“My partner and I are looking to buy a property in France. We are not married and my partner will be the provider of funds to buy the said property. I have one child and he has two all adults. He is 70 and I am 62.
We are concerned about the huge inheritance taxes in France and my partner has suggested that the property be bought in his sons’ names with provision for me to live in the property if he predeceases me.
Is this a viable option and if so how would we set it up?”
You are absolutely right to consider the ownership structure of any property you buy in France. It will dictate not only who has rights over the property (occupation, who can sell, etc.) but also how it will be taxed on your death.
If your partner intends to leave the property to his children, as he is providing the funds to buy it, he may be looking to buy it in his sole name. This will impact on you - not only will it give you no right to occupy the property, but if your partner were to leave an interest in the property to you on his death, you would pay French inheritance tax at a flat rate of 60% after deduction of a very small allowance (currently €1,594). This is because you are unrelated, and there is no spouse exemption available. If you are in a position to sign a French PACS agreement (pacte civil de solidarité) you can significantly improve the tax position, but it wouldn’t prevent your partner’s sons from paying IHT at 60% if they inherit direct from you – again because you are unrelated.
So, to avoid an onerous French IHT bill, you will want to try to avoid a direct inheritance from you to your partner’s sons, or from your partner to you.
French IHT can still be payable on the French property even though the way in which succession laws are applied has changed significantly from 17 August 2015, when the EU Regulation 650/2012 (commonly known as Brussels IV) came into full application. It sets out the rule that the succession (not tax) laws of your country of last habitual residence will govern the distribution of the whole of your estate unless you declare in your Will that you want the laws of the country of your nationality to apply instead. So if you are British nationals with your closest connection being with England, you could declare for English law to apply (giving testamentary freedom) instead of the French rules that protect the inheritance of children. A detailed review of your Wills is certainly recommended, and your residence status will have some bearing on what choices you have.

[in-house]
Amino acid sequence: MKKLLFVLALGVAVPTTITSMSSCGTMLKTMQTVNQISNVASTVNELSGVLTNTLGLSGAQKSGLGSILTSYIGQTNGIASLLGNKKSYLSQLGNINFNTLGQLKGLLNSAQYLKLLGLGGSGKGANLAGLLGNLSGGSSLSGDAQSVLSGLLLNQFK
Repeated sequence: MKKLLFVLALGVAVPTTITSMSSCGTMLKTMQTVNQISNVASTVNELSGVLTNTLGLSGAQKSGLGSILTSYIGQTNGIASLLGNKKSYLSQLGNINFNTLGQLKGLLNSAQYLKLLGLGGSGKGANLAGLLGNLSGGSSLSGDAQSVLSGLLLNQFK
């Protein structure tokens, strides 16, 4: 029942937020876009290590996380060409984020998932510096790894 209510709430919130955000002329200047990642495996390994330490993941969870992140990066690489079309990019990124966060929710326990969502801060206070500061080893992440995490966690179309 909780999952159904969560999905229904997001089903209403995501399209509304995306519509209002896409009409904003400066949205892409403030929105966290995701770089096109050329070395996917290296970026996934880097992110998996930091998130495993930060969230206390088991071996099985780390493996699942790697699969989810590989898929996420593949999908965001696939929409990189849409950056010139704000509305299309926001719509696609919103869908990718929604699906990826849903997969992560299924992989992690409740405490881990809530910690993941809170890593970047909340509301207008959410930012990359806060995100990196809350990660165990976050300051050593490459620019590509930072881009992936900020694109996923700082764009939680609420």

As to how to structure the property ownership to cater for your use during your lifetimes, your partner’s suggestion indicates a French ownership structure known as usufruit. You would be granted the right to occupy the property during your lifetime, with your partner’s sons having the ’bare‘ ownership of the property, known as nue-propriété. It can be a French IHT efficient structure, by preventing a direct transfer from you to his sons. They would become the full owners on your death, or the death of the survivor of you and your partner.
With the application of Brussels IV it might not be the case that your partner can grant you an usufruit in his Will, to arise on his death, but rather to set it up on purchase - making use of the French legal structure by achat en demembrement. It is recommended you get professional advice on this, and indeed all your options on purchase, as there are advantages and disadvantages to all options. For example, do you get on with your partner’s sons enough not to worry about the impact of potential disputes between you? What happens if a son dies before you? The advice should incorporate both French and English law advice, as the usufruit structure has no identical one in English law and it must be understood how it will be treated and, importantly, taxed in both countries. Whether you intend to use the property as a holiday home or main residence may also have some bearing on your position, and indeed how the succession laws will be applied.
Your circumstances are not straightforward, but they are not uncommon. It can be difficult to ’get the best of both worlds‘ in terms of protection of occupation of the property during your lifetimes and planning for mitigation of IHT for the next generation. Compromise is often needed.
First published in French Property News Q&A